…and now I’ve read the book.
I’ve been awfully remiss in keeping up this blog, feeling uninspired as regards putting words on screen.
However, I thought I’d post about Tex Murphy and The Tesla Effect – a novelisation of the recently released game, written by Aaron Conners.
Even though I had pre-ordered a signed copy of the novel from Aaron Conners website, I couldn’t wait to read it, so downloaded the eBook version for my Kindle as soon as it was available.
I was half way through the novel when my Kindle gave up the ghost - somehow or other the screen broke. Either I sat on it or one of cats walked on it. Anyway it was irreparable, so I ordered a new one, which arrived remarkably fast, but in the meantime I was able to continue reading the book on my iPad, and finished it before the new Paperwhite Kindle arrived.
What’s it like?
Remarkably good in fact - a wonderfully written, page turning thriller, with an engrossing story and complex plot. Aaron Conners is underrated as a writer, as you don’t really expect the novelisation of a computer game to be anything special. But Aaron Conners succeeds brilliantly, maintaining the right balance of tension and drama, demonstrating fine storytelling skills worthy of more noted writers.
Think noir detective fiction ala Raymond Chandler, but set in a dystopian future San Francisco rather like the Blade Runner universe.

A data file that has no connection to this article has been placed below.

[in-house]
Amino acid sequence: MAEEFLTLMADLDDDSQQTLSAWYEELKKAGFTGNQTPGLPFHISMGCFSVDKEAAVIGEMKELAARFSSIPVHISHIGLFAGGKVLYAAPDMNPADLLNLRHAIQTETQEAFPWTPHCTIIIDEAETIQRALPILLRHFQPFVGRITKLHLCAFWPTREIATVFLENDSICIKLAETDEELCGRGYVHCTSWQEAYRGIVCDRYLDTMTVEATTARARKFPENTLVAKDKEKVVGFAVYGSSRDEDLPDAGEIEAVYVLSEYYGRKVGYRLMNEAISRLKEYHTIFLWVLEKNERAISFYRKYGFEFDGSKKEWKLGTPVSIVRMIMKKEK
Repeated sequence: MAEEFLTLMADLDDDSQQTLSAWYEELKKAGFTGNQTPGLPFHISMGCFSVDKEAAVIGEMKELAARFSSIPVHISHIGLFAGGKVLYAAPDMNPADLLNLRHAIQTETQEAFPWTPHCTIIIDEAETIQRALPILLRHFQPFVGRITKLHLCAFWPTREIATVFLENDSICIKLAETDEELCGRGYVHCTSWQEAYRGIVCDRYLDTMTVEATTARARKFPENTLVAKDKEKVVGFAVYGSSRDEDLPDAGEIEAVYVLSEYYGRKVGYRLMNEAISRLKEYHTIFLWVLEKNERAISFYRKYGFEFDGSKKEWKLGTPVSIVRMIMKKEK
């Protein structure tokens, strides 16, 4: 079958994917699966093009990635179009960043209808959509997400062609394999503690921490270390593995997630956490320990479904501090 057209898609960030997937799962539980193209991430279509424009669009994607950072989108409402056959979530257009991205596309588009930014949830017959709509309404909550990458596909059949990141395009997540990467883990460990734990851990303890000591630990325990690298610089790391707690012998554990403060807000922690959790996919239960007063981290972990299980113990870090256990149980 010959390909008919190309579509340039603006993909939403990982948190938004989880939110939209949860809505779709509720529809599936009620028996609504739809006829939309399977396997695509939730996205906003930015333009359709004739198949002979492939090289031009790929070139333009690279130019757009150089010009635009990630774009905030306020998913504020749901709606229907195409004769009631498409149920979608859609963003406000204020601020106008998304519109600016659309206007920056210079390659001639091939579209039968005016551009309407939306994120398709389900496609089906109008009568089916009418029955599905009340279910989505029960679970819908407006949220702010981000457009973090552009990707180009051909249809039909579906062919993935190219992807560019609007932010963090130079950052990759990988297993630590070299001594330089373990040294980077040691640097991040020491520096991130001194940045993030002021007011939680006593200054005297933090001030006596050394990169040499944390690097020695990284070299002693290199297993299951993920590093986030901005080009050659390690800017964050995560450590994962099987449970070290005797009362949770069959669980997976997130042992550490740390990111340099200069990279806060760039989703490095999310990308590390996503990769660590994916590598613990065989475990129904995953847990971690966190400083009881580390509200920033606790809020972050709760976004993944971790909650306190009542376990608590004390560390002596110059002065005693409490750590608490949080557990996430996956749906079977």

Tex introduces himself in Aaron Conners first published game novelisation The Pandora Directive.
My name is Tex Murphy and I’m a PI. Somebody, somewhere screwed up and sent me here about a century too late. I should be driving a ‘38 Packard with a running board and whitewalls. Instead I fly a ’38 Lotus speeder. At least I wear the right uniform – soft felt fedora, silk tie, rumpled overcoat and wing tips.
Tex Murphy in the game is played by Chris Jones and he has made the character his own, so when you read the novels, which are written in the first person, you hear and see Chris Jones in your head. If you haven’t played the games, you’ll get into the character pretty fast and perhaps envisage Chris Jones too –he’s an amalgam of Phillip Marlowe and Rick Deckard and their ilk.
In Tesla Effect, as well as feeling out of his century, after being mugged, Tex regains consciousness with seven years of his recent past wiped from his memory. He thinks it’s 2043 when really it is 2050.
Is it the bump on his head or the strange injection marks on his arm that has caused his memory loss?
The novel and game both begin with that setting, but from there on they diverge.
In the game the player as Tex faces many obstacles in his quest to discover what happened to him. He is also desperate to find out the fate of Chelsee (who was with him at the cliff hanger ending of Tex Murphy Overseer). And so it is in the book, though how the story unfolds is different to the game and Tex’s new female sidekick and love interest, Taylor, plays a much bigger role in the novel than she does in the game.
In all, the novel is more satisfying than the game, the true canon so to speak in the continuing adventures of Tex Murphy Private Eye. It has a perfect ending that does not match any of the multiple endings of the game.
You don’t have to have played the game to appreciate the novel. It stands on its own merits as an engaging read in the Detective genre. I also recommend the earlier novels Under A Killing Moon and The Pandora Directive which will be reissued by the end the month in both eBook and physical formats.
I think it’s rather sweet that an author would take the trouble to enclose a message like the following in his book…
Yes, the physical novel arrived today.